Many new growers I know complain that deer browse their young plants back to their starting point each year. If you have a healthy deer population in your area, not to mention birds, you may find a planting pattern that allows for fencing, or draping some netting, for your best shot at a frustration-free blueberry experience. A good option is to plant in a rectangular shape and then place a simple frame around the whole area. For a backyard garden, a pattern of 2 by 3 plants will give you 6 bushes to harvest. You can then build a frame from wood or PVC pipe that is just a bit larger than the planting area and place it around the bushes. When the berries start to ripen, place a large net over the entire frame, which will keep birds and other critters out without getting tangled in the bushes. If the netting is fine enough, it would even work to bar the dreaded spotted-wing drosophila. If deer nibbling is a problem in fall and winter, the frame could also be used to support a seasonaldeer fence that would keep them away, too. The one time to keep the nets off is during flowering season, usually May and June, when the pollinators are at work.
When it comes time to choosing varieties, ask yourself what you will be using them for. Most berry catalogs are pretty honest about flavor, so don’t even bother with a variety that is described as “mild,” this usually means bland. If you like to cook with blueberries, such as muffins or pancakes, a smaller size berry is a good option. If you want to make quarts of jam and pies, choose a variety that produces bigger fruit, or you will be picking for hours. Pay attention to when they ripen; early season, late season and so forth. If you have enough diver- sity, you can have bushes fruiting from July through September. You do not absolutely need different varieties for cross-pollination, but professional growers agree that more varieties result in higher yields.
My favorite variety is Patriot. It produces a large berry, early mid- season that has the perfect balance of sugar and acid. Hardy to zone 3, they have never let me down in the 15 years I have been growing them. Another variety that I recommend, with reservations, is Chan- dler. Breeders somehow managed the rare feat of creating a berry that is both enormous and has excellent flavor. The berries are commonly the size of quarters with robust blueberry flavor, on the low acid side. The downside of Chandlers is their less-than-great hardiness. They are only recommended for zone 5 and points south. In my somewhat warm zone 4 area, they survive the winter just fine but don’t produce heavily every year. But when I do get them, they are always worthy of a Facebook post since their size is so remarkable.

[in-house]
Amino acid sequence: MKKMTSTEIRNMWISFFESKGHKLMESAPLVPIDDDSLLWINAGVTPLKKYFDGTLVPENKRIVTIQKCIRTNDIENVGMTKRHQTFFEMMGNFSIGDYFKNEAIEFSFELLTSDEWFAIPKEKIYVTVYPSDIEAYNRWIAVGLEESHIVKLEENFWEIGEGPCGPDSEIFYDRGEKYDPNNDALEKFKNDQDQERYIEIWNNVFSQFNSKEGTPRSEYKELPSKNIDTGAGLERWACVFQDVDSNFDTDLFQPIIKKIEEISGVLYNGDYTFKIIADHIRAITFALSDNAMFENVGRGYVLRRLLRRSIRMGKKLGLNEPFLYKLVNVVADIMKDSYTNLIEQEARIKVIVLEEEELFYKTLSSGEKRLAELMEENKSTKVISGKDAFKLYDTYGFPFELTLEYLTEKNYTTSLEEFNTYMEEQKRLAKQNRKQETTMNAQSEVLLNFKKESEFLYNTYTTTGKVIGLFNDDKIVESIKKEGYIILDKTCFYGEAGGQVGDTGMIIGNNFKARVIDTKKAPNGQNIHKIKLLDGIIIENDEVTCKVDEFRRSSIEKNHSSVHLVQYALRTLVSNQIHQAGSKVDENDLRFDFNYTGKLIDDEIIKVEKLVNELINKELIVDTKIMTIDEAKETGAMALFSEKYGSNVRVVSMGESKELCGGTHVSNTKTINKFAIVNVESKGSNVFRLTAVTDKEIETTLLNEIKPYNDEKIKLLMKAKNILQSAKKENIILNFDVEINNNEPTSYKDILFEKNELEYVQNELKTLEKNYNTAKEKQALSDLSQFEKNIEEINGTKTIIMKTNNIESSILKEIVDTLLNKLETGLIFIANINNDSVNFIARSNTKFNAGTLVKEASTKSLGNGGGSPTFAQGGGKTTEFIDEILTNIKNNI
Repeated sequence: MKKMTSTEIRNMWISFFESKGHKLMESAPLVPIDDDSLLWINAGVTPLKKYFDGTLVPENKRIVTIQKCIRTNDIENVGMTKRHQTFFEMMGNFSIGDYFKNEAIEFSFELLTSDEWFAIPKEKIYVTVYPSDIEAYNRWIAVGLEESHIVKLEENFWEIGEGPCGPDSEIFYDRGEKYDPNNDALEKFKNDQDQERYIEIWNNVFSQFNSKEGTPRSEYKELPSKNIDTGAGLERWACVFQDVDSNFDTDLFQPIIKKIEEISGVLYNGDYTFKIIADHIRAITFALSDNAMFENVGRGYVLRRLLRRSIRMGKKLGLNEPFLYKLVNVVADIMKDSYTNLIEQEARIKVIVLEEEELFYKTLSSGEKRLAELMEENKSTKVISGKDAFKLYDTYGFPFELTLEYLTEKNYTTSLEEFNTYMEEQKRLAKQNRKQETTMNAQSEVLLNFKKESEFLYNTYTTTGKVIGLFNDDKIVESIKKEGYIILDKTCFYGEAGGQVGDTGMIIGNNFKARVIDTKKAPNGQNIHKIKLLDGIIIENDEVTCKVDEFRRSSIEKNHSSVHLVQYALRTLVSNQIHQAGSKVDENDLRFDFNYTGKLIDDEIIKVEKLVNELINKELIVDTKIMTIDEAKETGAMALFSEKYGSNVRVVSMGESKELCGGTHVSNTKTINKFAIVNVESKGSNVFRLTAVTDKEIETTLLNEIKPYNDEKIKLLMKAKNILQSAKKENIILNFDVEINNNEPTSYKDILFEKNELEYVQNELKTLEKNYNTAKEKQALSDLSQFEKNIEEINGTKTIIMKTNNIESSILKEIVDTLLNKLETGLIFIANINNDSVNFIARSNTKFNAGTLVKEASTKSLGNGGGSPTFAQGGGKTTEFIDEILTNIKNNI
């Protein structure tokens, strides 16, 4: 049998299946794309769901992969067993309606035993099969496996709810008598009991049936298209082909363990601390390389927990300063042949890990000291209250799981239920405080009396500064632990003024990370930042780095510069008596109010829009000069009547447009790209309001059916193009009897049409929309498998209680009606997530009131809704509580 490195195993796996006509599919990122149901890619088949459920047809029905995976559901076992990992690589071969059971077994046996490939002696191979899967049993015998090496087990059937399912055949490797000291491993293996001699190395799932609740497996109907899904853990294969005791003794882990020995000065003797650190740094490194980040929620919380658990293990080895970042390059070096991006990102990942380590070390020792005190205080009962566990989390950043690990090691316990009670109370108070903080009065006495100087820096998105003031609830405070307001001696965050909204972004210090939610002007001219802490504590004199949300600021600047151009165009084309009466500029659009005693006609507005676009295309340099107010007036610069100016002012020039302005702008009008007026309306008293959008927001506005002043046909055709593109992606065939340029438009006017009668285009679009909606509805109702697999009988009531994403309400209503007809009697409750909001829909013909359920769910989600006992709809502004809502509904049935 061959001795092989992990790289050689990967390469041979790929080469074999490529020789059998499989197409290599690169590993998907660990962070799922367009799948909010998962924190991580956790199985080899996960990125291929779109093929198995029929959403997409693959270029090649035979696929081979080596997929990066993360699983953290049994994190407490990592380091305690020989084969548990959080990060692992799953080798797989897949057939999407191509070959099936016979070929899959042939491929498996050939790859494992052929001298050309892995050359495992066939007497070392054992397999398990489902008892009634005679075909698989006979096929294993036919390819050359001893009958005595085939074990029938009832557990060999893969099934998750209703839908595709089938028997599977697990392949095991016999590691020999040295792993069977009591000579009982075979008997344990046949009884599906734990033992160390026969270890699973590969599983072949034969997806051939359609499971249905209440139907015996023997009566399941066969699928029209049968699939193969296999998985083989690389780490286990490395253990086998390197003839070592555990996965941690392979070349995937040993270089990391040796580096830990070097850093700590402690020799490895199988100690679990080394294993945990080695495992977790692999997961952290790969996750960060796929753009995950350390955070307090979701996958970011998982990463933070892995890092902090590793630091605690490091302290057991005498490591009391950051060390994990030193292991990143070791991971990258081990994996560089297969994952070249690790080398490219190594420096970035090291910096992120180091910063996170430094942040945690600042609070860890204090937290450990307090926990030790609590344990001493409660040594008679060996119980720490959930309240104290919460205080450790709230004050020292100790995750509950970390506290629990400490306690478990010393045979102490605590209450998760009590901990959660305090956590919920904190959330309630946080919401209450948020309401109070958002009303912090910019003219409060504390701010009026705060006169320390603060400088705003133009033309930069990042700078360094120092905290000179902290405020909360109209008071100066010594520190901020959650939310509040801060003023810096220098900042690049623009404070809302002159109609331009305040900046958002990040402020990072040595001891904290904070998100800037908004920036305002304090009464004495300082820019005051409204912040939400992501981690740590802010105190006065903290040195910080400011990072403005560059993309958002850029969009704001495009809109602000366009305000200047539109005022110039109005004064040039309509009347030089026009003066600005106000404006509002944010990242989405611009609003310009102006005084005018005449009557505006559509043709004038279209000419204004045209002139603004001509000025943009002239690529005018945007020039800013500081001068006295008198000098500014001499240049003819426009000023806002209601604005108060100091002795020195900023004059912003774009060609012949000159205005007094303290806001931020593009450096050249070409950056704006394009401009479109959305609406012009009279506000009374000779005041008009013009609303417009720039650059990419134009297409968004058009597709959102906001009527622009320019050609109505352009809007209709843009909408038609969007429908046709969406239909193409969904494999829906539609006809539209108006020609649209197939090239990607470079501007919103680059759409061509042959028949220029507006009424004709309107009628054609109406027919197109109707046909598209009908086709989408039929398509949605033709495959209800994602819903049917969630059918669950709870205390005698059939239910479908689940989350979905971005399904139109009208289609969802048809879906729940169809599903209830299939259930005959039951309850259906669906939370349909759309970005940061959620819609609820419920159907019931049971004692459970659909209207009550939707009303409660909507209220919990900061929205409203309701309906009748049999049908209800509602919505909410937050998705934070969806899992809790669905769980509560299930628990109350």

One last note regarding harvesting: Be patient! Blueberries need to be blue all the way around for them to reach peak flavor. If you see them turning blue, wait another few days before picking them or they will still be sour. Trying to explain this to children can be a challenge, and when you go out picking with them you can end up with bowls full of puckery, half-green fruit that no one is interested in eating. If you are picking with children, tell them to gently look on the backside of the berry and if it is still green, leave it be.
I highly recommend planting your own bushes. Once they are es- tablished, you will enjoy watching the bushes flower and then grow berries that change from green to rose to deep blue. As an added bonus, the bush turns a beautiful scarlet in the fall.
Recommended companies for bare-root blueberry plants
Three comprehensive websites for pick-your-own operations in Vermont